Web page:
3. What have you come to appreciate most in this COVID era?

The COVID-19 has inspired creativity, rethinking, reimagining and revisioning. We have been challenged as a people to use our creative imagination to find solutions to challenges. We’ve had to find new ways to survive, exist and connect. COVID-19 ushered in a new normal and has forced us to find new ways to adapt. The virtual world has been given more prominence and relevance than ever before, and persons have had to upskill to exist and survive in a virtual space. After COVID-19, we can never return to the way life was. The pandemic is quite the catalyst as it has caused a change in the way we live and work. In many ways, the virtual world has made our lives better by bringing the world closer to us and causing us to connect with each other in new and interesting ways.

4. What would you be doing if you were not a dancer or dance lecturer?

Being a teacher has always been a dream of mine. It is hard to imagine myself doing anything other than teaching. However, I do love the business of event planning, and perhaps that would be an area of interest for me. I thrive on the idea of concept, planning and execution, in addition to working with people on achieving a goal. The project-oriented nature of event planning would, therefore, be inspiring to me as I would be working on executing a concept with a group of people who share the same interest.

5. What is your advice to dancers in Jamaica and the Caribbean?

I would first say to hold strain and not lose hope. Dancers have been gifted with the creative tools to solve any challenge. Though the pandemic is the biggest challenge at the moment, there is no doubt in my mind that dancers will overcome this challenge by using their creative imagination. Already, dancers are pivoting by creating a virtual niche. I would therefore encourage them to keep reimagining, continue training in the space they have access to, use the opportunity to connect, network and learn from each other and continue using dance to inspire others. Hope is needed at this time, and the artist can renew that hope. I would also encourage dancers to use this opportunity of having incredible access to professionals across the world. Endeavour to gain new skills for the enrichment of your professional and artistic life. The skills you learn now will serve your dance career well after the pandemic. To the artist – seek knowledge and experience virtually or otherwise. There has never a better time to enrich and reinvent yourself than now. Don’t let it pass you by. Seize the moment!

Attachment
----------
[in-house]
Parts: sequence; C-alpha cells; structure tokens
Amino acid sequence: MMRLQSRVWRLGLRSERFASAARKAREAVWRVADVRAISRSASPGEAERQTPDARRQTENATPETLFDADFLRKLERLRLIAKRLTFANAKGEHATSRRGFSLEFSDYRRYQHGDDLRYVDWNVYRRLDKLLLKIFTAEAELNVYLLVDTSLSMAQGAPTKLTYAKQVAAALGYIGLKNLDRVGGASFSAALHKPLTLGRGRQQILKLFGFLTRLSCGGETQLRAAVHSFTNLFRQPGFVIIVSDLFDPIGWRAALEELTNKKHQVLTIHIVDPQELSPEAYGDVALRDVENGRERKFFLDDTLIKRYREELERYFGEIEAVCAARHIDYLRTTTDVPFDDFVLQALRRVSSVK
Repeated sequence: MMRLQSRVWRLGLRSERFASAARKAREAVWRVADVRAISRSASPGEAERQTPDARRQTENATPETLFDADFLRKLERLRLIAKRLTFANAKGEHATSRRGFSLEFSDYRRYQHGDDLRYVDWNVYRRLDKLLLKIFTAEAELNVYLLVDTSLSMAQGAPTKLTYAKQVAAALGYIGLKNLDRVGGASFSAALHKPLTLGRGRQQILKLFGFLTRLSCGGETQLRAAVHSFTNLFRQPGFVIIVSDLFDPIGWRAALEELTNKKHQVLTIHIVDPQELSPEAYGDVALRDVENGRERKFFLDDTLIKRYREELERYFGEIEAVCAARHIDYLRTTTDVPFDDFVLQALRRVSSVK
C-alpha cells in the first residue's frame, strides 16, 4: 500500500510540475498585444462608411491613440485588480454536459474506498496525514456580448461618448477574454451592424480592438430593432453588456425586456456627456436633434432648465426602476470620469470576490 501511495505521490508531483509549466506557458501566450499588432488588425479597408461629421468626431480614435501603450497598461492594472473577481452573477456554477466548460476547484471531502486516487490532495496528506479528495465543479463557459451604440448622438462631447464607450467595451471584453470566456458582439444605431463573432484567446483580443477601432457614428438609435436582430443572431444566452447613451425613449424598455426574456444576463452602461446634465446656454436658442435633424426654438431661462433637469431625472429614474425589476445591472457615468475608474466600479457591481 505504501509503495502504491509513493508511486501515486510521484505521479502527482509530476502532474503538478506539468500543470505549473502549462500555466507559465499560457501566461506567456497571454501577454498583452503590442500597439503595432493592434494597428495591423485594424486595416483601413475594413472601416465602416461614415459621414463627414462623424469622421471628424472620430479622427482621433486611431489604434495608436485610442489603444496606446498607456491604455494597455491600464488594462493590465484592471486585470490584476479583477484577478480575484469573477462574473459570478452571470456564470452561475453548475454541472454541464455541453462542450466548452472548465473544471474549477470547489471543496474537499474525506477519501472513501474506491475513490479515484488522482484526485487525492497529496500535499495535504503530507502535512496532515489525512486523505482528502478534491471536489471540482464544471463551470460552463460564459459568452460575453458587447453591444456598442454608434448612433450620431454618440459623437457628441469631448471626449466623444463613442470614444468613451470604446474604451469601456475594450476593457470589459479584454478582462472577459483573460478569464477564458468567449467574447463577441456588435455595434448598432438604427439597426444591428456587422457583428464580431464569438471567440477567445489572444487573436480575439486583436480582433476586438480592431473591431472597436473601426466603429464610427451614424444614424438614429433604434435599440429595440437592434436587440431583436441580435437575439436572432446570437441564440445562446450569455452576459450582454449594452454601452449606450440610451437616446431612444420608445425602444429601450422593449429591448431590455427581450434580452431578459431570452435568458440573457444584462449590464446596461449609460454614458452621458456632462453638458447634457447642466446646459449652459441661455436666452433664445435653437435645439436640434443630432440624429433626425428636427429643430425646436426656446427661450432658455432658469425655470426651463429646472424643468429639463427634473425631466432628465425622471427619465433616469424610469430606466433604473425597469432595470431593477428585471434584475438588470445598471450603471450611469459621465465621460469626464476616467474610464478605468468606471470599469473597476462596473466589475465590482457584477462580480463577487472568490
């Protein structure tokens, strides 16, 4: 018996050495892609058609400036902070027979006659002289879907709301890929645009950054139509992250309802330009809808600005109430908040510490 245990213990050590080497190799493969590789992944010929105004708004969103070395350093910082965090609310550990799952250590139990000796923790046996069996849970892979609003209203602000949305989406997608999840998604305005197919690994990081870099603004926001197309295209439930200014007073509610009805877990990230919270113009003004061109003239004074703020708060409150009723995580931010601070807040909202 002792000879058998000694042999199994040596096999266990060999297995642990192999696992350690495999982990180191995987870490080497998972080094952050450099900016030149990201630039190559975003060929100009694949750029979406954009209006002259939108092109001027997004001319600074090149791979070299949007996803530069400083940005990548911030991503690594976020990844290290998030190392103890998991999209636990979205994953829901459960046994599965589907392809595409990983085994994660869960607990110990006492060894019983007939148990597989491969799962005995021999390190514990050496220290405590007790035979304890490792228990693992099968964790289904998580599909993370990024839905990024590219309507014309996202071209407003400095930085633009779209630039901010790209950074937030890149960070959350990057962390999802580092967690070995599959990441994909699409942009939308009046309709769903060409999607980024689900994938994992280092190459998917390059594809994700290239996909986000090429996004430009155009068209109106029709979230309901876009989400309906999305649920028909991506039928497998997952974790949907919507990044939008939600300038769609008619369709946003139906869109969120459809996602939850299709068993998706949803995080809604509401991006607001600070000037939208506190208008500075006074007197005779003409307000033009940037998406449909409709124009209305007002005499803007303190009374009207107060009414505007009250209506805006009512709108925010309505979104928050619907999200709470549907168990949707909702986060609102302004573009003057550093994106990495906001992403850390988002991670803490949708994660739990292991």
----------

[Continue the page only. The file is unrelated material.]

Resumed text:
BRAWTA: What are your favourite dance pieces? One that you performed and the other by another dancer.

I am allowed only two? I love Rex Nettleford’s ‘Kumina’ and ‘Gerrehbenta’. Those epic traditional folk works touch the core of my being. I love the music, singing and the movements. The choreography is sheer genius, and the works are an embodiment of Jamaica’s history and culture. The spirit of the ancestors are alive in them. I also love to perform ‘Sweet in the Morning’, which always leaves me feeling drained of energy because it takes everything out of me emotionally. Kerry-Ann Henry is a phenomenal artist, and I absolutely adore her in Arsenio Andrade’s ‘A Prayer’. She is just an exceptional artist and one of the world’s finest.

yasmine.peru@gleanerjm.com